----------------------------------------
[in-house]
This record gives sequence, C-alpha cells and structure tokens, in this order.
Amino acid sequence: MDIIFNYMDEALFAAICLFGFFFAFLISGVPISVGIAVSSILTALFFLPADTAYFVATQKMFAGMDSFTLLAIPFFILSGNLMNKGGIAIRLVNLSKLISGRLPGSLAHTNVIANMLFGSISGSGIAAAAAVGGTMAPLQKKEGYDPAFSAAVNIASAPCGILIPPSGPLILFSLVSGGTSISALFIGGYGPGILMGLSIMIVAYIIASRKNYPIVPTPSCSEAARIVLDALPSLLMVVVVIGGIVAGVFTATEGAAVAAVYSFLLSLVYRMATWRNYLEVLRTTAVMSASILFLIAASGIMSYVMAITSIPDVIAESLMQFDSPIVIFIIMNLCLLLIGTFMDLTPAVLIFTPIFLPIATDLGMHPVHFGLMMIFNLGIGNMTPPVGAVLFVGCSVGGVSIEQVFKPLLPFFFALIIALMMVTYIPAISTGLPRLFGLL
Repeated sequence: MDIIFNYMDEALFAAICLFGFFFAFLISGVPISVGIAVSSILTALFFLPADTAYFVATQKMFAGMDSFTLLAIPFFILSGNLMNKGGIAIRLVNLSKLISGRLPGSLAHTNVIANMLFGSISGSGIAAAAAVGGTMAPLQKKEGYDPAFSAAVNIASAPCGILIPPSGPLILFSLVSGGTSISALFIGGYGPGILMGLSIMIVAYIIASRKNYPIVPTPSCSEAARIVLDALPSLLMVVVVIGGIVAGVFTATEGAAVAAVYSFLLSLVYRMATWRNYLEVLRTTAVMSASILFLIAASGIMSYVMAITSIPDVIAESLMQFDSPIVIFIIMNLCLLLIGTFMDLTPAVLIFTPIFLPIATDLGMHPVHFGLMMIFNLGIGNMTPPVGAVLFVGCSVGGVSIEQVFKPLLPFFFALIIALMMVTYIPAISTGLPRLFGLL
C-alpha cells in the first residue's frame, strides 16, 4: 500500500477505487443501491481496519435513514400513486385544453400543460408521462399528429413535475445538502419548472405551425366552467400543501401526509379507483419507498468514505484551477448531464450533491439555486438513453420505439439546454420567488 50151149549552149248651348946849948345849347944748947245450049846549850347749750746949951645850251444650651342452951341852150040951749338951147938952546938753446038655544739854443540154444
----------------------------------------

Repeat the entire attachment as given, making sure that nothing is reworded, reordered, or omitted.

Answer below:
[in-house]
This record gives sequence, C-alpha cells and structure tokens, in this order.
Amino acid sequence: MDIIFNYMDEALFAAICLFGFFFAFLISGVPISVGIAVSSILTALFFLPADTAYFVATQKMFAGMDSFTLLAIPFFILSGNLMNKGGIAIRLVNLSKLISGRLPGSLAHTNVIANMLFGSISGSGIAAAAAVGGTMAPLQKKEGYDPAFSAAVNIASAPCGILIPPSGPLILFSLVSGGTSISALFIGGYGPGILMGLSIMIVAYIIASRKNYPIVPTPSCSEAARIVLDALPSLLMVVVVIGGIVAGVFTATEGAAVAAVYSFLLSLVYRMATWRNYLEVLRTTAVMSASILFLIAASGIMSYVMAITSIPDVIAESLMQFDSPIVIFIIMNLCLLLIGTFMDLTPAVLIFTPIFLPIATDLGMHPVHFGLMMIFNLGIGNMTPPVGAVLFVGCSVGGVSIEQVFKPLLPFFFALIIALMMVTYIPAISTGLPRLFGLL
Repeated sequence: MDIIFNYMDEALFAAICLFGFFFAFLISGVPISVGIAVSSILTALFFLPADTAYFVATQKMFAGMDSFTLLAIPFFILSGNLMNKGGIAIRLVNLSKLISGRLPGSLAHTNVIANMLFGSISGSGIAAAAAVGGTMAPLQKKEGYDPAFSAAVNIASAPCGILIPPSGPLILFSLVSGGTSISALFIGGYGPGILMGLSIMIVAYIIASRKNYPIVPTPSCSEAARIVLDALPSLLMVVVVIGGIVAGVFTATEGAAVAAVYSFLLSLVYRMATWRNYLEVLRTTAVMSASILFLIAASGIMSYVMAITSIPDVIAESLMQFDSPIVIFIIMNLCLLLIGTFMDLTPAVLIFTPIFLPIATDLGMHPVHFGLMMIFNLGIGNMTPPVGAVLFVGCSVGGVSIEQVFKPLLPFFFALIIALMMVTYIPAISTGLPRLFGLL
C-alpha cells in the first residue's frame, strides 16, 4: 500500500477505487443501491481496519435513514400513486385544453400543460408521462399528429413535475445538502419548472405551425366552467400543501401526509379507483419507498468514505484551477448531464450533491439555486438513453420505439439546454420567488 50151149549552149248651348946849948345849347944748947245450049846549850347749750746949951645850251444650651342452951341852150040951749338951147938952546938753446038655544739854443540154444